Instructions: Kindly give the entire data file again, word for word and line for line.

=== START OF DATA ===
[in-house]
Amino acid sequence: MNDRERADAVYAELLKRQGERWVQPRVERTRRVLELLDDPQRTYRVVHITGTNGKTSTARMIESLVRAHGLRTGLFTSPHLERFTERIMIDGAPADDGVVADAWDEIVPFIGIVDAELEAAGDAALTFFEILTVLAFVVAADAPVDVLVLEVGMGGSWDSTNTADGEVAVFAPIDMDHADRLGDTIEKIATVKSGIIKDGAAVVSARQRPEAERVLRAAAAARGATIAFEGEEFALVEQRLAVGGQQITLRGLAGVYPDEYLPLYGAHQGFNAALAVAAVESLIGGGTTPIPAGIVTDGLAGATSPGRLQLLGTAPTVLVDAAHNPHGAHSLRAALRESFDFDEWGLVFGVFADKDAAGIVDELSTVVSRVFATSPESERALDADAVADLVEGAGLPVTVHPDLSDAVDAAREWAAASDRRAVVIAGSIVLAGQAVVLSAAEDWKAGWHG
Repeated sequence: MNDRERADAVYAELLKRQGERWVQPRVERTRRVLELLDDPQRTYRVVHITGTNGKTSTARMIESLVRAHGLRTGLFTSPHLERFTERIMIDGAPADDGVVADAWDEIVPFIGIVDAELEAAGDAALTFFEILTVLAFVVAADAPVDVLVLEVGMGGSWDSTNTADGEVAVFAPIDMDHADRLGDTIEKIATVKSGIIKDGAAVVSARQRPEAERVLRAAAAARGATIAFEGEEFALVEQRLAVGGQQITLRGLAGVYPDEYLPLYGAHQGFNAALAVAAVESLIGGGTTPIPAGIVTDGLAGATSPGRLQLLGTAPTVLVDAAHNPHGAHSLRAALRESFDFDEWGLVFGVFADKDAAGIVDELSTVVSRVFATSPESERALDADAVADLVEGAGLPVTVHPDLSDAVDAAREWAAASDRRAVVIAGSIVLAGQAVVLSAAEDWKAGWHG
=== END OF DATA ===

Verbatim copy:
[in-house]
Amino acid sequence: MNDRERADAVYAELLKRQGERWVQPRVERTRRVLELLDDPQRTYRVVHITGTNGKTSTARMIESLVRAHGLRTGLFTSPHLERFTERIMIDGAPADDGVVADAWDEIVPFIGIVDAELEAAGDAALTFFEILTVLAFVVAADAPVDVLVLEVGMGGSWDSTNTADGEVAVFAPIDMDHADRLGDTIEKIATVKSGIIKDGAAVVSARQRPEAERVLRAAAAARGATIAFEGEEFALVEQRLAVGGQQITLRGLAGVYPDEYLPLYGAHQGFNAALAVAAVESLIGGGTTPIPAGIVTDGLAGATSPGRLQLLGTAPTVLVDAAHNPHGAHSLRAALRESFDFDEWGLVFGVFADKDAAGIVDELSTVVSRVFATSPESERALDADAVADLVEGAGLPVTVHPDLSDAVDAAREWAAASDRRAVVIAGSIVLAGQAVVLSAAEDWKAGWHG
Repeated sequence: MNDRERADAVYAELLKRQGERWVQPRVERTRRVLELLDDPQRTYRVVHITGTNGKTSTARMIESLVRAHGLRTGLFTSPHLERFTERIMIDGAPADDGVVADAWDEIVPFIGIVDAELEAAGDAALTFFEILTVLAFVVAADAPVDVLVLEVGMGGSWDSTNTADGEVAVFAPIDMDHADRLGDTIEKIATVKSGIIKDGAAVVSARQRPEAERVLRAAAAARGATIAFEGEEFALVEQRLAVGGQQITLRGLAGVYPDEYLPLYGAHQGFNAALAVAAVESLIGGGTTPIPAGIVTDGLAGATSPGRLQLLGTAPTVLVDAAHNPHGAHSLRAALRESFDFDEWGLVFGVFADKDAAGIVDELSTVVSRVFATSPESERALDADAVADLVEGAGLPVTVHPDLSDAVDAAREWAAASDRRAVVIAGSIVLAGQAVVLSAAEDWKAGWHG